Doing things with cars most people will never have to, wheelworldreviews editor DAVID HOOPER learns the art of evasive driving from the professionals.
BEING confronted by insurgents wielding AK47s or rocket propelled grenades is something most of us will never have to face.
However, in an increasingly dangerous and unstable world, those sort of situations can be a daily reality for the men and women who work in countries like Iraq, Afghanistan, or not so long ago, even Northern Ireland.
Even in this country, it is not inconceivable that you could find yourself the potential victim of a car-jacking, armed robbery, or city centre brawl on a Saturday night.
You are in your car and find yourself confronted by a threatening situation from which you want to extract yourself and your vehicle as quickly as possible.
Would you know what to do?
Dave Bertie and Mark Kendrick spend their time these days training all manner of people, including the SAS, the driving skills they need to stay alive in the world’s most dangerous situations.
Dave Bertie is an ex-Royal Marine who went on to work for the Government as part of a protection team looking after VIPs and Members of Parliament.
Mark Kendrick is an ex-police advanced driving trainer and a licensed Close Protection Operative, or bodyguard to you and me.
They have both worked in Iraq and Afghanistan. Mark says his most interesting driving job was training PSD (Personal Security Detail) drivers on the ground in Iraq where he was shot at.
Dave, on the other hand, says his most interesting driving job was when he was in Italy looking after a very high ranking member of the armed forces and liaising with the Italian police and other agencies. He also trains people all over the world in close protection driving duties.
So, you find yourself faced by a gang of marauding yobs and need to get out of there – fast. The instructors say you have to stay calm, be professional and take control. Speed, aggression and surprise are key.
As part of an event with Citroen at Rockingham, we were taught the finer points of executing a “Y” turn and “J” turn and making our escape.
The “Y” turn starts with you stopping as the danger presents itself in front of the small and agile Citroen C2s we were using. Watching a turning point through your near-side mirror, in this case a badly tyre-marked cone, but normally the back of a car with a space between it and the next, you reverse at speed into the gap. As the weight transfers to the rear of the car under braking, the front becomes light, loses traction and slides round. While all this is going on, the idea is to then select first gear, turn the steering wheel to the opposite lock and “bug out” as fast as you can.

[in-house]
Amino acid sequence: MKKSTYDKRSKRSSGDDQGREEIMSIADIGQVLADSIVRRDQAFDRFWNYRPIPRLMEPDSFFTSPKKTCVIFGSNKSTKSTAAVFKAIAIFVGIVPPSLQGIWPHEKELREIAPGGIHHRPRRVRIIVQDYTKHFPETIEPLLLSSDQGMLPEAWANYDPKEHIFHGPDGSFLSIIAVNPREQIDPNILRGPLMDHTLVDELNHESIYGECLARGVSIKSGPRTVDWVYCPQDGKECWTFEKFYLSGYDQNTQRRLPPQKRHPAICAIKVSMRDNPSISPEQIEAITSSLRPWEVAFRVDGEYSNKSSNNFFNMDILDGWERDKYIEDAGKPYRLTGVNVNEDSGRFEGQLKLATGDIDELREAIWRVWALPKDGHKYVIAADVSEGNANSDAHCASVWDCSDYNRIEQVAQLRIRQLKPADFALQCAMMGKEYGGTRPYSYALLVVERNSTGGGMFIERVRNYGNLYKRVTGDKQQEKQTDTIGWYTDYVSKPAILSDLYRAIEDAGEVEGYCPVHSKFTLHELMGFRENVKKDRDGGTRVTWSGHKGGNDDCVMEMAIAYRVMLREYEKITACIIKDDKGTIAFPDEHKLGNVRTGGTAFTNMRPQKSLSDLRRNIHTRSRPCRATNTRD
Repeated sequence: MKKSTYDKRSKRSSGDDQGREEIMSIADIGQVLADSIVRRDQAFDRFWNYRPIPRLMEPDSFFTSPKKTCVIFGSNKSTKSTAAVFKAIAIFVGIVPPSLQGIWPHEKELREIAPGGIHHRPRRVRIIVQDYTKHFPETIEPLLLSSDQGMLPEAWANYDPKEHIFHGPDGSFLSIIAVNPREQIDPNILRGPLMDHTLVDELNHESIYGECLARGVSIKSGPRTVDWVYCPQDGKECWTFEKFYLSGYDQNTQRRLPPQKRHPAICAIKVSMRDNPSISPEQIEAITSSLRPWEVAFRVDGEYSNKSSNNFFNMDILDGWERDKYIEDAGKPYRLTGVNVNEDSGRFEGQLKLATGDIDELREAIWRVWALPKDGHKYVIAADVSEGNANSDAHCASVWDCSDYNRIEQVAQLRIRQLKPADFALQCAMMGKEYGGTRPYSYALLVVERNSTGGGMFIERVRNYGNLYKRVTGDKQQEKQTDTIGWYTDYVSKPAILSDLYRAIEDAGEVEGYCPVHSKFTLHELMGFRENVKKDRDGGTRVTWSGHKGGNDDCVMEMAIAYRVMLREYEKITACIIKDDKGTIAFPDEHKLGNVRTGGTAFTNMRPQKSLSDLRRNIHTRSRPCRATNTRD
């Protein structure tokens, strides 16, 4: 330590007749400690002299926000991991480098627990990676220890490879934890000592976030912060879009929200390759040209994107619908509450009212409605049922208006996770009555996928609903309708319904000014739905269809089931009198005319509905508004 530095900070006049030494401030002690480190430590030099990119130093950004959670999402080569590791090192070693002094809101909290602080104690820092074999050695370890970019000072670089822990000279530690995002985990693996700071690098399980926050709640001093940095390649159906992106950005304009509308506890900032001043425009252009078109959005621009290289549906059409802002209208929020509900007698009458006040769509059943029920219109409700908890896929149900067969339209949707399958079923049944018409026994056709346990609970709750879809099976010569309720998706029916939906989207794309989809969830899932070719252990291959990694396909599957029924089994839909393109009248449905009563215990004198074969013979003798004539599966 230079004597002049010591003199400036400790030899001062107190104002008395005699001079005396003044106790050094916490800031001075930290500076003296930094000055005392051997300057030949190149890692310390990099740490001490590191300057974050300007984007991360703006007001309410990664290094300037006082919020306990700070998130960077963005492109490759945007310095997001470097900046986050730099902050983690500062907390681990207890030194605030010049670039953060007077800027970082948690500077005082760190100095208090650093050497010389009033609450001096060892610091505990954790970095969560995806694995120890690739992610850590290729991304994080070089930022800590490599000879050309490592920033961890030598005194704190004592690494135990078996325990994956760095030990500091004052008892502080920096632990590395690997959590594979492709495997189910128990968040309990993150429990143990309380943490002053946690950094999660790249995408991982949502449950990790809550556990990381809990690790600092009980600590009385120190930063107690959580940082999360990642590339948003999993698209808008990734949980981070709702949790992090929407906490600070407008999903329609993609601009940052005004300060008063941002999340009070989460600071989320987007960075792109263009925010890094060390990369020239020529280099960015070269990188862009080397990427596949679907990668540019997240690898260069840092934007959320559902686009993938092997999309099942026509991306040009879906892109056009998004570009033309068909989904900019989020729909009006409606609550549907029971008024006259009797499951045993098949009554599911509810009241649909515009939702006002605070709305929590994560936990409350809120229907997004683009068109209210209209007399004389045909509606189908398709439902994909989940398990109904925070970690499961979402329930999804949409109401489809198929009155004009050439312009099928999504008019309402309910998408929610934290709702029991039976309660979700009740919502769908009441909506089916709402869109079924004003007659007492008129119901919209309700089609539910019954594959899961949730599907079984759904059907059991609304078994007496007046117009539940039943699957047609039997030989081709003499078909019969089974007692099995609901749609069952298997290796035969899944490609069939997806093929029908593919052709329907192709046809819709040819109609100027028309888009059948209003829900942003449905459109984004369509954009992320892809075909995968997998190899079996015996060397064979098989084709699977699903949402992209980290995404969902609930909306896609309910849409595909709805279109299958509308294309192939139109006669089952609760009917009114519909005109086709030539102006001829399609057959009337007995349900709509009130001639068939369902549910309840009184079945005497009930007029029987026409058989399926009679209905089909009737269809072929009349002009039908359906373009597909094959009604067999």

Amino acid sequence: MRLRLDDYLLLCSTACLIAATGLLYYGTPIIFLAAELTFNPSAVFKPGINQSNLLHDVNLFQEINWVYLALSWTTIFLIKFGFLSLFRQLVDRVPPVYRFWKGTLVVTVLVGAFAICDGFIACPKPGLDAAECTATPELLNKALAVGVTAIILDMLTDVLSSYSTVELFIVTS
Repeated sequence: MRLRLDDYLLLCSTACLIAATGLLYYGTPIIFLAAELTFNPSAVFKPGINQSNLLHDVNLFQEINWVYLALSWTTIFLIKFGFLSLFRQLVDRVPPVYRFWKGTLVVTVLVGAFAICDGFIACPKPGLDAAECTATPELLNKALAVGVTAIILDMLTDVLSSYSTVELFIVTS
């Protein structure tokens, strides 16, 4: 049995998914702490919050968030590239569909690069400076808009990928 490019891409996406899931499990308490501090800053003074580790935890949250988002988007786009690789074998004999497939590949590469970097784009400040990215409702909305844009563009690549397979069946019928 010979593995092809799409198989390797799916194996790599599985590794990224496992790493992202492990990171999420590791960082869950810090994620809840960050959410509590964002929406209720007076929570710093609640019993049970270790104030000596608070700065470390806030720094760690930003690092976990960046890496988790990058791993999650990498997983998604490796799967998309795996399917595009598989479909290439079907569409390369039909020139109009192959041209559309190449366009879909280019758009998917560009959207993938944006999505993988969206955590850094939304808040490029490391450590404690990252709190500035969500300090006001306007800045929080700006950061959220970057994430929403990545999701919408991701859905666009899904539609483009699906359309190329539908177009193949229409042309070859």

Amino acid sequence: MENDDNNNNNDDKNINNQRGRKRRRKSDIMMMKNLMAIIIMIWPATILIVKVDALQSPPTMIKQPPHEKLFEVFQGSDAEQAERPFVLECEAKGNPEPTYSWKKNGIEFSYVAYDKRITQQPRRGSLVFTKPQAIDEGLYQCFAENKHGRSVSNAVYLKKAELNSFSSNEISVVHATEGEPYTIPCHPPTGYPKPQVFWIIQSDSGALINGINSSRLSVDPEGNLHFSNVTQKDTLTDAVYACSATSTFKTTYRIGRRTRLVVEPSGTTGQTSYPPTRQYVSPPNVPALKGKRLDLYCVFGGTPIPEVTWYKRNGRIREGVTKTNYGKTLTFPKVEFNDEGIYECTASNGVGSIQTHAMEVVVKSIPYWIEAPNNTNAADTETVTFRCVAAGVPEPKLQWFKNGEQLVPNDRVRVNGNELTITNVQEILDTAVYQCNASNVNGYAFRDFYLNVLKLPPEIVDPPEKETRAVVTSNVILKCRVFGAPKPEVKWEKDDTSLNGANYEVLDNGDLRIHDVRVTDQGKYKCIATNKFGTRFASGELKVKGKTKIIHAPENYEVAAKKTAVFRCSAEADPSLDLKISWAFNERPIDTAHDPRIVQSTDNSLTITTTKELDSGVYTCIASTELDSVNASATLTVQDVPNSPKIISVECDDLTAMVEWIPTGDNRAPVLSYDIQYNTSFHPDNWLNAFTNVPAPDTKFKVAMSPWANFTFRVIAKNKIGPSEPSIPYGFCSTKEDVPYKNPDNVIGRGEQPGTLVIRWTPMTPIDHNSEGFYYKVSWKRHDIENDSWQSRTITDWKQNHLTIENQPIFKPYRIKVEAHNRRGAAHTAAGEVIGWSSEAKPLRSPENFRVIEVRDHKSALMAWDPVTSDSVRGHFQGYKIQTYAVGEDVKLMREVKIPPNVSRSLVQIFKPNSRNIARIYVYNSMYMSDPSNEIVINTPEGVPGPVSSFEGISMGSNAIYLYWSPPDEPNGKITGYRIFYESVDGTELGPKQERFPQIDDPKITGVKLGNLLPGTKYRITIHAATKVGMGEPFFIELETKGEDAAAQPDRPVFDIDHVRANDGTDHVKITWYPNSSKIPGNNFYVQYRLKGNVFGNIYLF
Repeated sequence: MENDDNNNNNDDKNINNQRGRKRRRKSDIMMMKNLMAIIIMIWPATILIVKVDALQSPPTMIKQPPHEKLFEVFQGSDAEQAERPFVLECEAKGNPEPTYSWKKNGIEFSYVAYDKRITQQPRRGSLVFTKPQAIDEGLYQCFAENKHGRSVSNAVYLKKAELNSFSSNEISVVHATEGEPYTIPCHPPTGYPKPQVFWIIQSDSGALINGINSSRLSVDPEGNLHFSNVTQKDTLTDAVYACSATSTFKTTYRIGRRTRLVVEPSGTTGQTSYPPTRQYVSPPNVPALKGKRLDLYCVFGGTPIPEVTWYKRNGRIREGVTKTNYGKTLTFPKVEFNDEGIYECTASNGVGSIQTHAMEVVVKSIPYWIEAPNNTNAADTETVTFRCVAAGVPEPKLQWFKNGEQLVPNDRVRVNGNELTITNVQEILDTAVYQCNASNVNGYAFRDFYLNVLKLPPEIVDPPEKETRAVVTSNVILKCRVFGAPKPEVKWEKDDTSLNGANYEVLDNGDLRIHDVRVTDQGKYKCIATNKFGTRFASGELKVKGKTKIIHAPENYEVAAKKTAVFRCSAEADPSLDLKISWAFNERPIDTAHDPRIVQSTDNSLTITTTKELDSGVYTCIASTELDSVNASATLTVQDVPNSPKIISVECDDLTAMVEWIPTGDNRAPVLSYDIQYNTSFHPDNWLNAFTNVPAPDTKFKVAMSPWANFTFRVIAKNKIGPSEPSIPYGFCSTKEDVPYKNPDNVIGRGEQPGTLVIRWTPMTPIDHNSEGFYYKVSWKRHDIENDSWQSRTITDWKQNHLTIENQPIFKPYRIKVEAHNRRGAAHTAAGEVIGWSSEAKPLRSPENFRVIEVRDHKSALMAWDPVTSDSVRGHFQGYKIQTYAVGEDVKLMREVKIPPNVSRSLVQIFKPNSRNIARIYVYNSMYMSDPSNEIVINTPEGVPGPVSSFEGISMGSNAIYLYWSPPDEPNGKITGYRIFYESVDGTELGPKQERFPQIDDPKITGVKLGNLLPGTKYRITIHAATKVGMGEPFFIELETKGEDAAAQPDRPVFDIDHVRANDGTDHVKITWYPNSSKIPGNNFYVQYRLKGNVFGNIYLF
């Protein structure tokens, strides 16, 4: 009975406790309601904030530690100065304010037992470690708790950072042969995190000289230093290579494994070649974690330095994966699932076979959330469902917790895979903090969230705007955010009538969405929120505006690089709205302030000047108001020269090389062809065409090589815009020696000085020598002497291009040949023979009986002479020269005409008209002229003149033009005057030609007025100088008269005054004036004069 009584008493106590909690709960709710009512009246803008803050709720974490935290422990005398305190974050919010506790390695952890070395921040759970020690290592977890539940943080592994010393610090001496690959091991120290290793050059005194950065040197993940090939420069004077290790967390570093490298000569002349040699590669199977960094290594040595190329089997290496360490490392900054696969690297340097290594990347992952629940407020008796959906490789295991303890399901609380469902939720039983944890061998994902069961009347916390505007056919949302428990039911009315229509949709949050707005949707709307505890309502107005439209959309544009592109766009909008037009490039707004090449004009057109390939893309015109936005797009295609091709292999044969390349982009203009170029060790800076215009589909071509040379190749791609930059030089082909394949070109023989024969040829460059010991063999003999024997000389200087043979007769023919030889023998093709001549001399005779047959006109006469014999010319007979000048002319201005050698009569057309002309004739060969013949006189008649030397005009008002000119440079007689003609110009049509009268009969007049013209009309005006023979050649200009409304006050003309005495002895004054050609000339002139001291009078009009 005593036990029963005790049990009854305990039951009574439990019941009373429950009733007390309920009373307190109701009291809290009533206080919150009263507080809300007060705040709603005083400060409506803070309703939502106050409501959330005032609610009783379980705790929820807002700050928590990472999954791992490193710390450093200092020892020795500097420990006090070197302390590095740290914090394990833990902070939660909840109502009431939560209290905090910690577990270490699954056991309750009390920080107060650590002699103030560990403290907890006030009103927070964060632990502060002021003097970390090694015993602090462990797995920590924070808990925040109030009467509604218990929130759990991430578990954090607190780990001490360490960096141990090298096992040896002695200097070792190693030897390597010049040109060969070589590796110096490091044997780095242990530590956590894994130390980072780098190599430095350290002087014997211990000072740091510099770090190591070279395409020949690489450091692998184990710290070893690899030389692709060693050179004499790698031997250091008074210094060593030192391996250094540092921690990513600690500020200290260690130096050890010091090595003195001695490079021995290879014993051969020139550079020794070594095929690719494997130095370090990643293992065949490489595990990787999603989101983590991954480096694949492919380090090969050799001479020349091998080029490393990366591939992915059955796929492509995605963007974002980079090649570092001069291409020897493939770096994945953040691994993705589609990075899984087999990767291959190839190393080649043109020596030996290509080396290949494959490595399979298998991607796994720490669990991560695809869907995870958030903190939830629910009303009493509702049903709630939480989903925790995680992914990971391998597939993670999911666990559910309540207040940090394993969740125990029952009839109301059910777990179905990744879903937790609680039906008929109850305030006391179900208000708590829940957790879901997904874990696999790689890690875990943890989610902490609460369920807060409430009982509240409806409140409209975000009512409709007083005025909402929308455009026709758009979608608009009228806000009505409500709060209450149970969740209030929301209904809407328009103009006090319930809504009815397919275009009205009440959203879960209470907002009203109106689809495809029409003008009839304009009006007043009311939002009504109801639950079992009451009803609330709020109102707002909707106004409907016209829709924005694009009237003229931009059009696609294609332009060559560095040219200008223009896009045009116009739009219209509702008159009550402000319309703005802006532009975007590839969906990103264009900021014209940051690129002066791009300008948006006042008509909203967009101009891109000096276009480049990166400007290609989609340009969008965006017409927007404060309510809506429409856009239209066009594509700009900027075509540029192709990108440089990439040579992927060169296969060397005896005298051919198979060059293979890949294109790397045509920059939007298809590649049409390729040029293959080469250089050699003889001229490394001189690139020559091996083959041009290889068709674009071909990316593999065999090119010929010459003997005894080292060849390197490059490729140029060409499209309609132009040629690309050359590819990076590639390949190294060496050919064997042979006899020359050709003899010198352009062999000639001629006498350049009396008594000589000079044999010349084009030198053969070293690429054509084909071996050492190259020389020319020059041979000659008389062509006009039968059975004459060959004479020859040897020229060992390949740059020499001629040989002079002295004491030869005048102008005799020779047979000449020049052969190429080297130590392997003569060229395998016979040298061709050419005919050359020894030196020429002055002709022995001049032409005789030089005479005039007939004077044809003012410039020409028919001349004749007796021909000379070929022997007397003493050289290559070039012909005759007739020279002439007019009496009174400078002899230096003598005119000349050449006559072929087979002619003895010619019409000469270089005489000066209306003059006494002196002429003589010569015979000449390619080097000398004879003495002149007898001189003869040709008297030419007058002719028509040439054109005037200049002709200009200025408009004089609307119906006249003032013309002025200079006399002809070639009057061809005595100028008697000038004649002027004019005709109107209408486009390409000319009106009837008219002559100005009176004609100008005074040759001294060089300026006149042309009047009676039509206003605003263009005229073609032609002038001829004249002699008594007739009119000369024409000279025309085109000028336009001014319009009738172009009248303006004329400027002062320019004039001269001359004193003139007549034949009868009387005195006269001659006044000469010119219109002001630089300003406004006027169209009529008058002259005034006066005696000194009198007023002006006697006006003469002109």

My instructor, Dave, readily admits the “Y” turn is difficult to perfect. I think he was a perfectionist, because I was managing to spin the car round and drive out of the space after a few attempts, but apparently I was still not doing it exactly right. You could tell he was ex-military – he liked to shout a lot.
To make things even harder, he then built up the pressure, making it as real as he could, shouting “Get out of here, go, go, go.”
Next thing I knew, pretending he was a terrorist, he was pointing his fingers through the open car window as I tried to change gear from reverse to first and turn the wheel from one lock to the other as quickly as possible, all at the same time.
“Bang, bang, bang,” he yelled. “Too slow, you’re dead!”
I felt fine, considering I was dead. My heart was pounding a bit, but other than that, being dead wasn’t too bad – but it did make me try harder on my next attempt.
“It’s harder under pressure,” shouted Dave. “Do it again, get it right this time.”
The “J” turn is done at higher speeds. Again, you stop as the danger appears in front of you. I put the Citroen C4 I was using on this exercise into reverse and accelerated quickly backwards before turning the steering wheel violently one way, then the other and selecting second gear as the car spins so you can drive away.
Again, it sounds simple, but getting the technicalities perfect is harder than it sounds. And we had acres of space to practice in. Were it for real, you would only have the width of a narrow street.
Then, to show us how it should be done, the “experts” took us in a big Citroen C6 and executed the perfect “J” turn to demonstrate how the VIPs would “enjoy” the ride. It was surprisingly smooth.
Dave and Mark teach people how to do these manoeuvres in armoured cars like Jags, Mercs and BMWs, as well as top-heavy 4×4 SUVs.
I just hope I never have to do it for real!